The strategic plan identifies goals and outcomes for planning, implementing, and sustaining high-quality arts learning experiences, both inside and outside of school. The AMP aligns the programs and departments operating within TCOE to the larger vision of arts education for all. The plan represents a commitment from the County Office to supporting high-quality standards-based arts education for years to come. The Arts Master Plan also defines a clear multi-year path to ensuring equitable access to the arts for all students, families, and communities in Tulare County.


Highlights and Strategic Directions Taken in the Implementation of the Strategic Arts Plan

Implementation Goals:

  • Build awareness for, and competency in, the new California Arts Standards through ongoing professional learning, coaching, and technical assistance for districts, schools, educators, and administrators (AMP Goal 2.1)
  • Host a CAS-based arts integration workshop for educators (AMP Goal 2.1)
  • Align arts programming to the new California Health Education Framework (2019), and California’s Social Emotional Learning Guidelines (2018), demonstrating solid connections between the artistic processes, health education, and SEL (AMP Goal 3.1)
  • Reflect the diversity of California, by identifying and mentoring emerging arts education leaders, (including specialist teachers and teaching artists), especially those from varied gender, racial, ethnic, and socioeconomic backgrounds (AMP Goal 6.1)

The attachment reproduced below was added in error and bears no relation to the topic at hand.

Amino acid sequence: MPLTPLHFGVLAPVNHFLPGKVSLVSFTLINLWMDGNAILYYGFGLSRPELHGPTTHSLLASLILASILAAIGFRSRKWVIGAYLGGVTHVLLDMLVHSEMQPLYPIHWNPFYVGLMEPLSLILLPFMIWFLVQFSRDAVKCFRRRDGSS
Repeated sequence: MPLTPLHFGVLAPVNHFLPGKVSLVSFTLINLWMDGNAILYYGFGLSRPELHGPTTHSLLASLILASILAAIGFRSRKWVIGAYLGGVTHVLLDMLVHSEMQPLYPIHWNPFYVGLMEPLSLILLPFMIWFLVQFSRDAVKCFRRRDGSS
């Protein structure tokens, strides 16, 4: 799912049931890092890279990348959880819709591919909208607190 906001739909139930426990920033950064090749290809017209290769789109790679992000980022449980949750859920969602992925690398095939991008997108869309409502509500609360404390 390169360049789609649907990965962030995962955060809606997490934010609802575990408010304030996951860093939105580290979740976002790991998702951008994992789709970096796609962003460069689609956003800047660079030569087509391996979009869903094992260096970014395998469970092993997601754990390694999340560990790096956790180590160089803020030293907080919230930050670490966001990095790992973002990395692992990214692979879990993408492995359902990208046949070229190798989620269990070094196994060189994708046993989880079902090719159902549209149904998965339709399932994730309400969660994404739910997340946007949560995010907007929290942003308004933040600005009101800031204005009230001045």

• Provide culturally responsive and inclusive learning opportunities by honoring culture, diversity, language, and traditions in and through the arts (AMP Goal 3.2)
  • Reduce stigmas, stereotypes, and discrimination by utilizing the arts to promote awareness and acceptance of sensitive topics such as: mental health, substance abuse, and cultural diversity (AMP Goal 3.1)
  • Foster public and private partnerships to build community awareness and support for the advancement of arts education across Tulare County (AMP Goal 8.2)
  • Collect and disseminate both quantitative and qualitative data to demonstrate the arts’ impact on the whole child, whole family, and whole community (AMP Goal 8.3)

Highlighted Accomplishments

  • Implementation of AMP Goals 8.1 and 8.2
    • Tulare County Board of Education adoption of The Declaration of the Rights of All Students to Equity in Arts Learning – September 11, 2019
    • Formal Launch of CreateTC – Tulare County Arts Coalition – This cross-sector alliance serves to promote equitable access to the arts for the students, families, and communities of Tulare County. – October 3, 2019
  • Multiple Capacity-Building Professional Learning Opportunities
    • Arts Integration Training
    • California Arts Standards Training
    • California Arts Framework Overview
    • Visual Arts and Media Arts Professional Learning Communities
    • Arts + SEL Workshops for TCOE Prevention staff and district MTSS teams
  • Student Art Contests in Partnership with Health and Human Services Agency
    • Healthy Tulare County Week
    • Census 2020
  • Development of CCSESA Creativity at the Core Module 21: Creativity and Collaboration in Rural Communities.


Greatest Advances